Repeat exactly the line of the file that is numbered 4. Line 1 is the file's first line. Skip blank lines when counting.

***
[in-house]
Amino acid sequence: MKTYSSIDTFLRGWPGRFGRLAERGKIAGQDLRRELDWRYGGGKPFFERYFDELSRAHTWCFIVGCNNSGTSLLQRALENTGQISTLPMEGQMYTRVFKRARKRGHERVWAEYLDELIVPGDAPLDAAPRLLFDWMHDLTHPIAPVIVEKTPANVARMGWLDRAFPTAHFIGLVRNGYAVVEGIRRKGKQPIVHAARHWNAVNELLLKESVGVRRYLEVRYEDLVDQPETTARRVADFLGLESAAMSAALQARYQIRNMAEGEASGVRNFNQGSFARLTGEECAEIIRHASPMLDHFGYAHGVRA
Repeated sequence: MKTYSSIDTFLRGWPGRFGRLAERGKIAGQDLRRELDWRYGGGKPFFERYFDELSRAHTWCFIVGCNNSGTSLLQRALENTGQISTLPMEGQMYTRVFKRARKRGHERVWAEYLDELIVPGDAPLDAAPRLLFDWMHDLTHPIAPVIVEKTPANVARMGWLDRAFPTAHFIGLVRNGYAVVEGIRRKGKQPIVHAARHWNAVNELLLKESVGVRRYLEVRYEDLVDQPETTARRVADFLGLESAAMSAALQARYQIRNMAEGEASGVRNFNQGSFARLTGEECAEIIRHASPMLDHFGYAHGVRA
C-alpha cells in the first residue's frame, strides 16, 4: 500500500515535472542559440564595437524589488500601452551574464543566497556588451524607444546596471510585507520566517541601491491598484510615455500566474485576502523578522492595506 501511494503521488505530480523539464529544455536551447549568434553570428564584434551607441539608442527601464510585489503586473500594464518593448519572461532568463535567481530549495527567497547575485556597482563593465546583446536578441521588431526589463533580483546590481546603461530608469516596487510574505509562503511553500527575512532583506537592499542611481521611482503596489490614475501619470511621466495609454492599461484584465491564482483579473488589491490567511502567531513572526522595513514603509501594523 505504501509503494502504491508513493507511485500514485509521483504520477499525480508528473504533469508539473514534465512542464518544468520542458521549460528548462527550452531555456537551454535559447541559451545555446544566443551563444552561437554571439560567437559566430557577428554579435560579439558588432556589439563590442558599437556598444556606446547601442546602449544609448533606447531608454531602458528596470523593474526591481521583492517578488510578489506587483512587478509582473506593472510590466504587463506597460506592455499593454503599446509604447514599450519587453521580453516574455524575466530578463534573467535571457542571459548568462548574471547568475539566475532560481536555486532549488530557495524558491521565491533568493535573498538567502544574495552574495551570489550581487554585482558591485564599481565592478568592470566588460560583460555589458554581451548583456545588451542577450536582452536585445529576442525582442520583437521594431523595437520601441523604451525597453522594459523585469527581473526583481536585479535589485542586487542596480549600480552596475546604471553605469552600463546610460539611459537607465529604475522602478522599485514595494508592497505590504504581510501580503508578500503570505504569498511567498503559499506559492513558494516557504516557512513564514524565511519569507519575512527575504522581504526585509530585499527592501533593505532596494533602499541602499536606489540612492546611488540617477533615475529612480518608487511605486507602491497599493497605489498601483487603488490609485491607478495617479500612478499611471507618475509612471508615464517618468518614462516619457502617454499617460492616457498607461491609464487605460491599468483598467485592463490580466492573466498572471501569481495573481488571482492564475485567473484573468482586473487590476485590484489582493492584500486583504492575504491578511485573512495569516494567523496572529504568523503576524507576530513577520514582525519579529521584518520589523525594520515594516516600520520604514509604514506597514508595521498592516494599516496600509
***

C-alpha cells in the first residue's frame, strides 16, 4: 500500500515535472542559440564595437524589488500601452551574464543566497556588451524607444546596471510585507520566517541601491491598484510615455500566474485576502523578522492595506 501511494503521488505530480523539464529544455536551447549568434553570428564584434551607441539608442527601464510585489503586473500594464518593448519572461532568463535567481530549495527567497547575485556597482563593465546583446536578441521588431526589463533580483546590481546603461530608469516596487510574505509562503511553500527575512532583506537592499542611481521611482503596489490614475501619470511621466495609454492599461484584465491564482483579473488589491490567511502567531513572526522595513514603509501594523 505504501509503494502504491508513493507511485500514485509521483504520477499525480508528473504533469508539473514534465512542464518544468520542458521549460528548462527550452531555456537551454535559447541559451545555446544566443551563444552561437554571439560567437559566430557577428554579435560579439558588432556589439563590442558599437556598444556606446547601442546602449544609448533606447531608454531602458528596470523593474526591481521583492517578488510578489506587483512587478509582473506593472510590466504587463506597460506592455499593454503599446509604447514599450519587453521580453516574455524575466530578463534573467535571457542571459548568462548574471547568475539566475532560481536555486532549488530557495524558491521565491533568493535573498538567502544574495552574495551570489550581487554585482558591485564599481565592478568592470566588460560583460555589458554581451548583456545588451542577450536582452536585445529576442525582442520583437521594431523595437520601441523604451525597453522594459523585469527581473526583481536585479535589485542586487542596480549600480552596475546604471553605469552600463546610460539611459537607465529604475522602478522599485514595494508592497505590504504581510501580503508578500503570505504569498511567498503559499506559492513558494516557504516557512513564514524565511519569507519575512527575504522581504526585509530585499527592501533593505532596494533602499541602499536606489540612492546611488540617477533615475529612480518608487511605486507602491497599493497605489498601483487603488490609485491607478495617479500612478499611471507618475509612471508615464517618468518614462516619457502617454499617460492616457498607461491609464487605460491599468483598467485592463490580466492573466498572471501569481495573481488571482492564475485567473484573468482586473487590476485590484489582493492584500486583504492575504491578511485573512495569516494567523496572529504568523503576524507576530513577520514582525519579529521584518520589523525594520515594516516600520520604514509604514506597514508595521498592516494599516496600509